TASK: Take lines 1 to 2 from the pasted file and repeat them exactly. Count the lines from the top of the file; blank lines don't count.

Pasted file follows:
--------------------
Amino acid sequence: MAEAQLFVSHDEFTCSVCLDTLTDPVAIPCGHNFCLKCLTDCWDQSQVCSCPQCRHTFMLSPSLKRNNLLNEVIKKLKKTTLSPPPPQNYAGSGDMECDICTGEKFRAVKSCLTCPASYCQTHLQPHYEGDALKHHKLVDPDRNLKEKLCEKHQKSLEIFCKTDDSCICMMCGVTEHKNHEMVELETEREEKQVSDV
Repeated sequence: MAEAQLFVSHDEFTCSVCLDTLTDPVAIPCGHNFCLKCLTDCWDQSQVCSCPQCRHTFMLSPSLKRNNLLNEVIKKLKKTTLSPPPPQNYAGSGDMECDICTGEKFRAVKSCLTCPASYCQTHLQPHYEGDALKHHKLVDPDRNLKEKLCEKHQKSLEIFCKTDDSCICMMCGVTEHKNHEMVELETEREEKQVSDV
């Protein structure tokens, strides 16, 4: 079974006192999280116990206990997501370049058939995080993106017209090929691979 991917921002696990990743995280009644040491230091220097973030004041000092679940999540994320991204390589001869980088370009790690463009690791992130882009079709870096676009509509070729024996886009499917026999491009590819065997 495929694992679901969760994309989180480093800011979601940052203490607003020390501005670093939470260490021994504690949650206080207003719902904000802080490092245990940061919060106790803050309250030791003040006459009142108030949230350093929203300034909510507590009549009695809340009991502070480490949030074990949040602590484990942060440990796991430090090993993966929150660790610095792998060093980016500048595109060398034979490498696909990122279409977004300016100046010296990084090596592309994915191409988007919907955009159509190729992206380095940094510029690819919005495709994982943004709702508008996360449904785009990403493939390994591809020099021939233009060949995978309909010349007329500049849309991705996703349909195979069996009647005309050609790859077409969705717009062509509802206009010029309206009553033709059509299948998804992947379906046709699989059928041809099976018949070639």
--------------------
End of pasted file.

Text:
Amino acid sequence: MAEAQLFVSHDEFTCSVCLDTLTDPVAIPCGHNFCLKCLTDCWDQSQVCSCPQCRHTFMLSPSLKRNNLLNEVIKKLKKTTLSPPPPQNYAGSGDMECDICTGEKFRAVKSCLTCPASYCQTHLQPHYEGDALKHHKLVDPDRNLKEKLCEKHQKSLEIFCKTDDSCICMMCGVTEHKNHEMVELETEREEKQVSDV
Repeated sequence: MAEAQLFVSHDEFTCSVCLDTLTDPVAIPCGHNFCLKCLTDCWDQSQVCSCPQCRHTFMLSPSLKRNNLLNEVIKKLKKTTLSPPPPQNYAGSGDMECDICTGEKFRAVKSCLTCPASYCQTHLQPHYEGDALKHHKLVDPDRNLKEKLCEKHQKSLEIFCKTDDSCICMMCGVTEHKNHEMVELETEREEKQVSDV